Best Ways To Avoid Negative Thoughts
Overcoming negative thinking is one of the major struggles you might encounter when working with the Law of Attraction. After all, even as you’re harnessing all these amazing new tools that help you to think positively and look towards a brighter future, you’re still fighting unhelpful limiting beliefs from earlier in life; many of these beliefs can creep in unbidden and start to disrupt your image of a better life.
Thankfully, however, there are many practical things you can do to help yourself stop negative thinking patterns. Here are five of the most effective ways to stop negative thinking.
5 Techniques To Stop Negative Thinking
When you notice that negative thoughts or images are starting to enter your mind, try actually say “stop!” to yourself. If you’re alone, you can try saying this out loud, but it can also be very effective when just said in your head.
If you prefer, you can use language that’s stronger than “stop” (such as “Get out of my head!” or even something a bit more colorful). For people who aren’t as moved by words, images can be more powerful. The classic example is a bright red stop sign that you picture in your mind’s eye when intrusive thoughts begin to appear.
There are also some more direct approaches to thought stopping. For example, you can try the old tactic of splashing your face with water or just change the direction of your thinking. Some people like to count backward from 100 to 1.
Positive affirmations can be used in a couple of different ways. First, they might be deployed in the same way as thought stopping techniques. In other words, you might say an affirmation as soon as you feel a negative thought coming your way.
For example, if you’re working to find a new partner using the Law of Attraction and catch yourself thinking that you don’t deserve love, you can say “I am a valuable, lovable person and I will find a great relationship.”
Secondly, however, saying affirmations on a daily basis starts to reshape your thinking, making them a powerful tool even when you’re already in a good mood. Design your affirmations carefully, and try making eye contact with yourself in the mirror when you recite them.
If you’ve lived with negative thinking for a very long time, you might think it’s unrealistic to just suddenly expect yourself to change your approach. In this situation, even affirmations and thought stopping techniques may seem to merely delay negative thinking for a later date.
If this sounds familiar, you might want to spend a couple of weeks at least enforcing boundaries when it comes to negative thinking. The idea here is that you choose a fixed, limited period for allowing your mind to entertain negative thoughts and that you commit to forcibly stopping or fighting them at every other time of the week.
When you’re reassured that you will have time to consider these thoughts, you may find they seem less powerful and have less potential to dominate your mind. Further, many people find that they can’t even think of anything when they come to their scheduled time to allow contemplation of negative thoughts and that this actually helps them to break their pattern.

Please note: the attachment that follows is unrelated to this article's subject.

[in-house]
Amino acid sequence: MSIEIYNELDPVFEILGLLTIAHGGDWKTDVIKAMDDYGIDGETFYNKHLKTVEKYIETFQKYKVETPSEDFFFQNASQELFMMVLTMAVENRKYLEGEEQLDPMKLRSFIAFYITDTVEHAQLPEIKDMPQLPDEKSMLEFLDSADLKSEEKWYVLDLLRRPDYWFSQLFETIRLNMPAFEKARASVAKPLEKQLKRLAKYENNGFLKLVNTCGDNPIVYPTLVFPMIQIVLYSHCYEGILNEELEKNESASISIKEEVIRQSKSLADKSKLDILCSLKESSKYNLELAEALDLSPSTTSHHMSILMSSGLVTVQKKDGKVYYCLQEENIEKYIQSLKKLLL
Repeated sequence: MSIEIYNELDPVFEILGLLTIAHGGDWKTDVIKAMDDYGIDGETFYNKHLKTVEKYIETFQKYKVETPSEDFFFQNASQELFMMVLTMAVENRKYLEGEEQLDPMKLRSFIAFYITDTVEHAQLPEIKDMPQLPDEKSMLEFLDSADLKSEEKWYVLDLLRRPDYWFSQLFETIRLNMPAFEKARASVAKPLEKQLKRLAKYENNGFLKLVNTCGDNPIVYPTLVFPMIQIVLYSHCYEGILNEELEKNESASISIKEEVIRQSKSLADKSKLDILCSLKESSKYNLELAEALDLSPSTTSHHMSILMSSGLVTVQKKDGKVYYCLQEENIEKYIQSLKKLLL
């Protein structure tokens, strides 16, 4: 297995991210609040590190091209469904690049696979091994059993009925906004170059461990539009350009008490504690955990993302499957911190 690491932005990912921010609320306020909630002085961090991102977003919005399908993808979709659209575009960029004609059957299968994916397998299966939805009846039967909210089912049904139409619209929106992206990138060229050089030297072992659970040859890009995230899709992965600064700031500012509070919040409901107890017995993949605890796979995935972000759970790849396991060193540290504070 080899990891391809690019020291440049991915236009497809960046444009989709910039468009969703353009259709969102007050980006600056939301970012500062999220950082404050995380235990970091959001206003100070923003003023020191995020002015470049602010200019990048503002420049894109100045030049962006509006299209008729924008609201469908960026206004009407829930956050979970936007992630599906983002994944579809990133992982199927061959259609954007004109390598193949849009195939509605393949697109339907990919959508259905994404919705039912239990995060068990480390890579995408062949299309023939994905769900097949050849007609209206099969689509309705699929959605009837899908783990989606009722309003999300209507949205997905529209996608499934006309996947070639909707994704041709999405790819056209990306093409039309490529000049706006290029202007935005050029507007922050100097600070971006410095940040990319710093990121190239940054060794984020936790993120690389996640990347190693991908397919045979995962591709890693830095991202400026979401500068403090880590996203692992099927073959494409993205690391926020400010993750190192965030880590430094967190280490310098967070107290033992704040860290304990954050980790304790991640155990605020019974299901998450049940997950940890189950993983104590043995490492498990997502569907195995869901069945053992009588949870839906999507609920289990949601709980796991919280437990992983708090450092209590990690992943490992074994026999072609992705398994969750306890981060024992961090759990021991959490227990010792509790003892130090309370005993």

Writing and Destroying
If your negative thoughts are linked to a specific strong emotion like fear, anger or jealousy, try letting them all out in writing. Use a pen and paper, and really express all of that pent-up negativity. You can then choose a way of destroying this paper, symbolizing your commitment to moving on. For example, you could tear it up, crush it into a ball, burn it, or scribble over it.
Those who aren’t as keen on using words to express themselves, artistic endeavors can have a similar impact. For example, you could sculpt a representation of your negativity, or paint it, and then destroy that (or change its shape).
The point of this technique is just to get some kind of physical representation of your negativity so that you can banish it in some satisfying symbolic way.
You can also try to reason with yourself when you feel you are starting to spiral into negativity. This technique involves finding a sentence you can recite to yourself in order to acknowledge that you have power over your bodily responses and to increase that power over time.
Practice this approach by taking a deep, cleansing breath and say something like “Just because I’ve had some bad relationships doesn’t mean I have to do this to my body” or “Just because I’ve struggled to find a good job doesn’t mean I will never find one in the future.”
After your chosen sentence, say “Now relax” (letting the word “relax” be your cue to exhale, letting out tension and negativity).
Have a Cup of Tea
Negative thoughts can occur for many different reasons—but if yours are focused on feeling lonely, you may gain some comfort by warming up, literally. Yale researchers discovered in 2012 that people recalled fewer negative feelings about a past lonely experience when they were holding a hot pack. (They also found that lonely people tend to take longer hot showers.) Substituting physical warmth for emotional warmth can be a quick fix, the researchers say—just don't let it take the place of real human interaction in the long run.
Reframe Your Situation
"If your urge to ruminate is very strong, distracting yourself isn't going to be easy," says Winch. "So before you try, it may be necessary to reframe or reappraise the situation in your head. If you get stuck in the airport for hours because of a cancelled flight, for example, don't think of what you're missing out on. Instead, see it as a chance to get work done, or to call your parents or an old friend. Once you've successfully reframed your situation, it may be easier to distract yourself with a visualization exercise (like Winch's "shopping list" exercise), a book or crossword puzzle, or a quick stroll.